To help you understand just what it is that you’re looking at, lets take a closer look at that dialogue box:
Whilst the curves tool is capable of quite a bit of intricate fiddling, I’m only going to cover the bare basics here, just so you have a starting point to understand it – those of you who are keen can always search the vast internet for a better understanding of all that this tool is capable of later 🙂
The first thing I want to bring your attention to is the faint histogram in the back of the graph. You might recognize this from the section on levels, and the reason that it appears here is so that you have a visual guide to the current tonal values of the picture that you’re working with. While the ‘levels’ tool only has three sliders and can only be moved left or right, the curves tool can have as many markers as you need (not want, be careful you don’t go overboard) that can be placed and moved wherever you’d like.
Myself, I tend to stick to 2-4 markers that work roughly to the same areas as the 3 markers in levels – one for black point, one for white point and one or two for the midpoints.
In addition to the histogram, there are two gradient bars running along the X and Y axis of the graph, and as you can see on the marked graph to the left, they serve one purpose – to show you where the original tonal value of that area lies, and what you are changing it to. This can be extremely handy when you are trying to lighten just one section of a picture (e.g. inside a soup bowl) without affecting the rest of the picture too much.
Without getting into the technical jargon, the best way to learn this tool is, I believe, to sit down and learn by trial and error. Get the feel of how it works for yourself, and you’ll find that this eventually becomes quite an invaluable tool in your workflow for photo editing!
Now, I don’t know about you, but I think the curves edited image looks pretty alright and I wouldn’t feel too ashamed to share that with my readers, I’ll continue exploring the last two tools for those who can’t be bothered mucking about with curves.
A very simple tool, this, like all the other mentioned tools here, plays with the dynamic range/tonal values of the image, however in an extremely simple manner. This works on an even simpler level than the ‘levels’ tool, in that you have no control over the tonal points but are just working with the overall brightness and contrast levels in the photo. While I would hesitate from using this for big changes, you can use it quite effectively for tweaking small details, e.g. slightly lowering the brightness of an image, or reducing the intensity of a colour that might be a bit too much for the photo.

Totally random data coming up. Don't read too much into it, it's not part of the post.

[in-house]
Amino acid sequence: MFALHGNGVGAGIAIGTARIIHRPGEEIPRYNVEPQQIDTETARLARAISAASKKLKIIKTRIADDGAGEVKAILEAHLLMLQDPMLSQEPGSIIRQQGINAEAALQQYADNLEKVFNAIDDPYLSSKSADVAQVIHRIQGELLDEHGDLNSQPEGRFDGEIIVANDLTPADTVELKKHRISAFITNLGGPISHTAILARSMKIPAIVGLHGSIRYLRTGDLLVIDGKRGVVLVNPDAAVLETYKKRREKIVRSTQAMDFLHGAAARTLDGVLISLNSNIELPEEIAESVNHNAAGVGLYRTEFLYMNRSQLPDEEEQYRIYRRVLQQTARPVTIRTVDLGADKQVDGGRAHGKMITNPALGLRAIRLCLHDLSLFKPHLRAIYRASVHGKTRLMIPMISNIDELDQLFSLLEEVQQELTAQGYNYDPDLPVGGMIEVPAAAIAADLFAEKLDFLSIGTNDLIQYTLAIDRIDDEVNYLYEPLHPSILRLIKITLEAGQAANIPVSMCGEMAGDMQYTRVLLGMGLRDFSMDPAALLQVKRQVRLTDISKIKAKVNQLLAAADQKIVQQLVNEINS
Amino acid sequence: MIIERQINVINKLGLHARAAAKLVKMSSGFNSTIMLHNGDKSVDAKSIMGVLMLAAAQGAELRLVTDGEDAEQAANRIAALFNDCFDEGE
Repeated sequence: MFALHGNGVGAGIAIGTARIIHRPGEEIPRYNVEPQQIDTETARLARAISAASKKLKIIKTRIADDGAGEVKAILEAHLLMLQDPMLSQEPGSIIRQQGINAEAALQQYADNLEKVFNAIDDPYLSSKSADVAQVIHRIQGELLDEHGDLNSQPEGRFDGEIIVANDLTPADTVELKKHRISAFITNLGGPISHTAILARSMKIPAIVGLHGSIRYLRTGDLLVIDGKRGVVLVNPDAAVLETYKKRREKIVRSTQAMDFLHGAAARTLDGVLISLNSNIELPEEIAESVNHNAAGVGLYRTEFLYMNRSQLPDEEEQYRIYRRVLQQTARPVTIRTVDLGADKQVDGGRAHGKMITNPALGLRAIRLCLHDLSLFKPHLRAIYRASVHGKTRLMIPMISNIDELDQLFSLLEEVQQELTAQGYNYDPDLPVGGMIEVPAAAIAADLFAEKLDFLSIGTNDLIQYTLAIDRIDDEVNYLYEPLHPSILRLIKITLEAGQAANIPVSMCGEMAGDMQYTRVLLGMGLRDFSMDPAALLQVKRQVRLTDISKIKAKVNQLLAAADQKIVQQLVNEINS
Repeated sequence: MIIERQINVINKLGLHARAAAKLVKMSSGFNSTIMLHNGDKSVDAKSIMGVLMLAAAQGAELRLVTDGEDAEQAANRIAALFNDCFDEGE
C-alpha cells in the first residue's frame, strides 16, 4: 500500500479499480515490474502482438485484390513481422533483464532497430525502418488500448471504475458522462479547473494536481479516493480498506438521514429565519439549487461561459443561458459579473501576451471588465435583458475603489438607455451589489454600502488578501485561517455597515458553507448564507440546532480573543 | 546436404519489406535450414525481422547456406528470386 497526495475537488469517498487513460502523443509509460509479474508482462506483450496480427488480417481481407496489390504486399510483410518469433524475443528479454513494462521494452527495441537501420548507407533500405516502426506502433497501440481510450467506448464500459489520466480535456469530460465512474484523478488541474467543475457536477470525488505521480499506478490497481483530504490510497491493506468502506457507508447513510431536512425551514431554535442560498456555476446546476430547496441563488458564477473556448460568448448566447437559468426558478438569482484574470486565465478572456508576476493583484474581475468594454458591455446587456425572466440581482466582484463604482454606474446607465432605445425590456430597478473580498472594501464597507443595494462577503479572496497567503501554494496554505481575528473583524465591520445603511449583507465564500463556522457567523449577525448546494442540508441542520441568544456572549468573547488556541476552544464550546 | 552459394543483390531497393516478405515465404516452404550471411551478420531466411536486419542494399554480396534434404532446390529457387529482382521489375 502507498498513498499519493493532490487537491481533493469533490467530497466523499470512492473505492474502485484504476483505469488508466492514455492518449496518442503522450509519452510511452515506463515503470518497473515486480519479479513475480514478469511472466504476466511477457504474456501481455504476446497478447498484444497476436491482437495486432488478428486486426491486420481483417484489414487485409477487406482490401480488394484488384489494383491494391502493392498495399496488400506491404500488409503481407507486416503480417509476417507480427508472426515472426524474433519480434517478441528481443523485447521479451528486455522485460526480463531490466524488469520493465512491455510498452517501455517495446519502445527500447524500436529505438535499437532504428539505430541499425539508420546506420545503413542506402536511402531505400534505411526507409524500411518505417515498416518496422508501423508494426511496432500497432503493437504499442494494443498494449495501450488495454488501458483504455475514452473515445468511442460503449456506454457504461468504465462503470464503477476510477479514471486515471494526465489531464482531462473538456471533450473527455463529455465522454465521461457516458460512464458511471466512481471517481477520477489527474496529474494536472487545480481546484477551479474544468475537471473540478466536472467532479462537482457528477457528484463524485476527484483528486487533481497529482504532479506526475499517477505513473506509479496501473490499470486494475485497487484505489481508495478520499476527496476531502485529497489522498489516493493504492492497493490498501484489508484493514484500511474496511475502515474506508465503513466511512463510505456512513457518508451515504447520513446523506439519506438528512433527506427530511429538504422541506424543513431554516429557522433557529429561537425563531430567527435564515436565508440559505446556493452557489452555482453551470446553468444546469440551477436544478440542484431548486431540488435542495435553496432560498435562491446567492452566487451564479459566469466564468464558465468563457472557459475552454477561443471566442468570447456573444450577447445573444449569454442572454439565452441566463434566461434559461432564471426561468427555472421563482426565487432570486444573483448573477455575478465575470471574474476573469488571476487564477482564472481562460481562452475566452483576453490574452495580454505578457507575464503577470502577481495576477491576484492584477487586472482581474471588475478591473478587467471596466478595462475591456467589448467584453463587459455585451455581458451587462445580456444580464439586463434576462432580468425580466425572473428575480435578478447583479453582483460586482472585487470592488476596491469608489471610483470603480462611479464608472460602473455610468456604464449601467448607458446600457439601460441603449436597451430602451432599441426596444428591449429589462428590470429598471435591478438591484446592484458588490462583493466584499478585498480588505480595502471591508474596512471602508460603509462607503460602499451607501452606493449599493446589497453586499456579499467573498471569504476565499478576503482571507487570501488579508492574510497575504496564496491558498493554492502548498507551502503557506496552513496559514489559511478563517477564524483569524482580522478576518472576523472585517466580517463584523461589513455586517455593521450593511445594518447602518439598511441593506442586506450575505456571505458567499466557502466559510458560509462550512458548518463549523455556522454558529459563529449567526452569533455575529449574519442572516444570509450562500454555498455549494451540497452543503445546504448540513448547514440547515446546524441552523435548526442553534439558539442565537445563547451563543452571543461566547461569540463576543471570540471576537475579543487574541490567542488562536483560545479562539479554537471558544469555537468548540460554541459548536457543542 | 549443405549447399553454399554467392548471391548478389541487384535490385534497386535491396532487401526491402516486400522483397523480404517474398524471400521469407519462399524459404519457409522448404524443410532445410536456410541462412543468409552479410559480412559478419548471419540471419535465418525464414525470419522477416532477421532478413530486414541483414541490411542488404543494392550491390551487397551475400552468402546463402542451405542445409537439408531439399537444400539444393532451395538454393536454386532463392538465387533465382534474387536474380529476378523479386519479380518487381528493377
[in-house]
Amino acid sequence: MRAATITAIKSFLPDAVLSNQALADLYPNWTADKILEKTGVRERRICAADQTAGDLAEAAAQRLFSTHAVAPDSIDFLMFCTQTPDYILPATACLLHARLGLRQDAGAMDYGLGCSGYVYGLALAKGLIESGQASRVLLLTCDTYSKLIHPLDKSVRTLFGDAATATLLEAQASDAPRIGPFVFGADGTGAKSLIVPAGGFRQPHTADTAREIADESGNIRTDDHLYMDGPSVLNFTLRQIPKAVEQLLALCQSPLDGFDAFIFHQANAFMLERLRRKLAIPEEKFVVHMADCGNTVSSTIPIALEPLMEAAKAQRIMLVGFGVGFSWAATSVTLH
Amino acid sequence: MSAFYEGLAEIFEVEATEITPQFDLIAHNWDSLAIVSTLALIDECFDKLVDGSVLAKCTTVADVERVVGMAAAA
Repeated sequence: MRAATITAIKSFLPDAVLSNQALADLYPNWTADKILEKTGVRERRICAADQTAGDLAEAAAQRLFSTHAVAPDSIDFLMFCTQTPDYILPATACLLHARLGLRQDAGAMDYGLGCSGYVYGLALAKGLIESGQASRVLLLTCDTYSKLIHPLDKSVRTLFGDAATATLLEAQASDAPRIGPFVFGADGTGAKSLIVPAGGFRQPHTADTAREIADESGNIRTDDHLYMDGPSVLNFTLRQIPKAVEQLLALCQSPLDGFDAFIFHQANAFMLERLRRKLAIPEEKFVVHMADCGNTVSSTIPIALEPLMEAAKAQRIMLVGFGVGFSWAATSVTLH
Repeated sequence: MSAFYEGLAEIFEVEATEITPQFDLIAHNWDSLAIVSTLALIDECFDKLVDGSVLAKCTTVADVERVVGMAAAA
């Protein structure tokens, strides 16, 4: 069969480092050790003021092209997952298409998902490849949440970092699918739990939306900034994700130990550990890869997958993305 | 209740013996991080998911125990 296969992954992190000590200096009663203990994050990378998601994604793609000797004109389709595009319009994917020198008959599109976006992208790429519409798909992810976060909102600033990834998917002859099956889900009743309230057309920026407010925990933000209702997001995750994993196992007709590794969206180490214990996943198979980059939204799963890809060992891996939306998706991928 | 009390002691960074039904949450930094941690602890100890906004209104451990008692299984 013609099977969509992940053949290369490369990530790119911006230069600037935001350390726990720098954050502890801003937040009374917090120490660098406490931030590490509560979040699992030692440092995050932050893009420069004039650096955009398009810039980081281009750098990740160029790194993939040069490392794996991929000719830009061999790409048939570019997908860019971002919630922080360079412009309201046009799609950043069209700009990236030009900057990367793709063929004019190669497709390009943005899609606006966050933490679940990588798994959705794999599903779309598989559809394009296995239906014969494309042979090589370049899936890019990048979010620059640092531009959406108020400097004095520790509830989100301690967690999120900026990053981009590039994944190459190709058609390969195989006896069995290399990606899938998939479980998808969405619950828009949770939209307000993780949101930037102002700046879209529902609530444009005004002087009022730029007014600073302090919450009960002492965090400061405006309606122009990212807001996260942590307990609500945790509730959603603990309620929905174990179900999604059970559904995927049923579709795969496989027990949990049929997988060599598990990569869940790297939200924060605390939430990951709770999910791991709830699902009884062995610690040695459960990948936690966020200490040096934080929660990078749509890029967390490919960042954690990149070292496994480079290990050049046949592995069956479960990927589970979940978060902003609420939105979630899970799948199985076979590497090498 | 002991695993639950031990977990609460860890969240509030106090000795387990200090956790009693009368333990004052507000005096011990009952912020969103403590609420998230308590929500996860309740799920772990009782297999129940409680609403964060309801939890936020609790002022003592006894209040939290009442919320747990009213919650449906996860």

Though its done an alright job here, the lack of flexibilty in this tool means that it has exacerbated the exposure issue to the left of the image, making the left side of the bowl appear ‘blown out’ and overexposed. It has also begun to wash out the colours a bit, compared the the balanced light and richness of colour in the ‘curves’ edited image. It *can* be a handy tool, but with this one, its better to think small than big.
Once again, this isn’t necessarily a tool I’d use for making big changes, but it is quite capable of tweaking some finer details in order to help really bring a photo to life.
If the name of the tool didn’t give it away, this particular function alters the shadows (sections with deepest colour in relation to the overall image) and the highlights (sections with lightest colour in relation to the overall image). If you’re a photoshop user like myself, you’ll also have a spiffy little colour correction bar as well which similar to toying with colour saturation, but I’ll cover that in another week.
You’ll notice that both the ‘shadows’ and ‘highlights’ section have three sliders that can be changed:
Amount – this increases/decreases the amount of shadows or highlights, in the case of my program, as a percentage.
Tonal Width – going back to the histogram in the ‘levels‘ section, this affects what percent of the shadows/highlights histogram is affected by your changes.
Radius – the area of change
Easy, isn’t it? And it is a fairly easy tool to use once you get the hang of it, but like the brightness/contrast tool, its something I’d probably use after exposure/levels or curves to make some smaller, finer tweaks. Of course, as you can see in the image below, if used wisely and well, it can be quite the capable little worker should you need it to be.
Just remember, all things in moderation, ey?
Now, you’re probably suffering just a bit of information overload at this stage, and that’s perfectly understandable. Do I think you should use every one of the tools covered in this article? Of course not! But I do think that you should explore each one and familiarize yourself with them, after that point you can determine which you feel most comfortable utilizing, and hopefully it’ll come in handy to help make your already pretty pictures beautiful 🙂
If you have any questions or think I’ve left out a bit of information that should belong here, then please leave a comment and let me know! Also, if you’ve read this article and think that you know others who might benefit from it, then don’t hesitate to share the link love!
Also, don’t forget to come back next week for a lesson on how to manage temperature (the computer-editing equivalent of managing your camera’s white balance) and colours!
[tags]light, exposure, editing, photoshop, photo manipulation, software, photography[/tags]